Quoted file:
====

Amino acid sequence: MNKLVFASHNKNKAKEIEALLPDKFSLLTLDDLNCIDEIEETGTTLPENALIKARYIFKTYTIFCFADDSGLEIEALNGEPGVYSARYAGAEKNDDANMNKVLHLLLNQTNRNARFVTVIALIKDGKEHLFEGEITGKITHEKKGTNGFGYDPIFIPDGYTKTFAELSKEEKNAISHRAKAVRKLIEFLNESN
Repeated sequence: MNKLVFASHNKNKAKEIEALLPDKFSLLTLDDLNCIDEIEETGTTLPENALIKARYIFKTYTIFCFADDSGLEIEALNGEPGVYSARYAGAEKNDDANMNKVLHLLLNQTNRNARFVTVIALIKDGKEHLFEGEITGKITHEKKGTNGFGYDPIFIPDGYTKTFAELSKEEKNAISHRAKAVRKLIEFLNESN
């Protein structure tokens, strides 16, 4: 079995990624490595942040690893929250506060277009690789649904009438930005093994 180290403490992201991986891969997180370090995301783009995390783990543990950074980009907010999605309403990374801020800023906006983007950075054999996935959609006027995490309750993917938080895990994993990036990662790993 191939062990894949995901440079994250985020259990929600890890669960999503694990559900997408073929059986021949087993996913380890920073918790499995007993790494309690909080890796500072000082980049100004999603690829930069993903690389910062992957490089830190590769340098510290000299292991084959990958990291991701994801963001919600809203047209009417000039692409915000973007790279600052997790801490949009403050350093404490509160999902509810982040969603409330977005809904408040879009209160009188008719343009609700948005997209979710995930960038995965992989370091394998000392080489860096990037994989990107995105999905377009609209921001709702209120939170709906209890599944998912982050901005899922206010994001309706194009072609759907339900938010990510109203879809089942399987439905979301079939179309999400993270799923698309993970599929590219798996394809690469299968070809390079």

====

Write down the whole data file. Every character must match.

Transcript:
Amino acid sequence: MNKLVFASHNKNKAKEIEALLPDKFSLLTLDDLNCIDEIEETGTTLPENALIKARYIFKTYTIFCFADDSGLEIEALNGEPGVYSARYAGAEKNDDANMNKVLHLLLNQTNRNARFVTVIALIKDGKEHLFEGEITGKITHEKKGTNGFGYDPIFIPDGYTKTFAELSKEEKNAISHRAKAVRKLIEFLNESN
Repeated sequence: MNKLVFASHNKNKAKEIEALLPDKFSLLTLDDLNCIDEIEETGTTLPENALIKARYIFKTYTIFCFADDSGLEIEALNGEPGVYSARYAGAEKNDDANMNKVLHLLLNQTNRNARFVTVIALIKDGKEHLFEGEITGKITHEKKGTNGFGYDPIFIPDGYTKTFAELSKEEKNAISHRAKAVRKLIEFLNESN
């Protein structure tokens, strides 16, 4: 079995990624490595942040690893929250506060277009690789649904009438930005093994 180290403490992201991986891969997180370090995301783009995390783990543990950074980009907010999605309403990374801020800023906006983007950075054999996935959609006027995490309750993917938080895990994993990036990662790993 191939062990894949995901440079994250985020259990929600890890669960999503694990559900997408073929059986021949087993996913380890920073918790499995007993790494309690909080890796500072000082980049100004999603690829930069993903690389910062992957490089830190590769340098510290000299292991084959990958990291991701994801963001919600809203047209009417000039692409915000973007790279600052997790801490949009403050350093404490509160999902509810982040969603409330977005809904408040879009209160009188008719343009609700948005997209979710995930960038995965992989370091394998000392080489860096990037994989990107995105999905377009609209921001709702209120939170709906209890599944998912982050901005899922206010994001309706194009072609759907339900938010990510109203879809089942399987439905979301079939179309999400993270799923698309993970599929590219798996394809690469299968070809390079």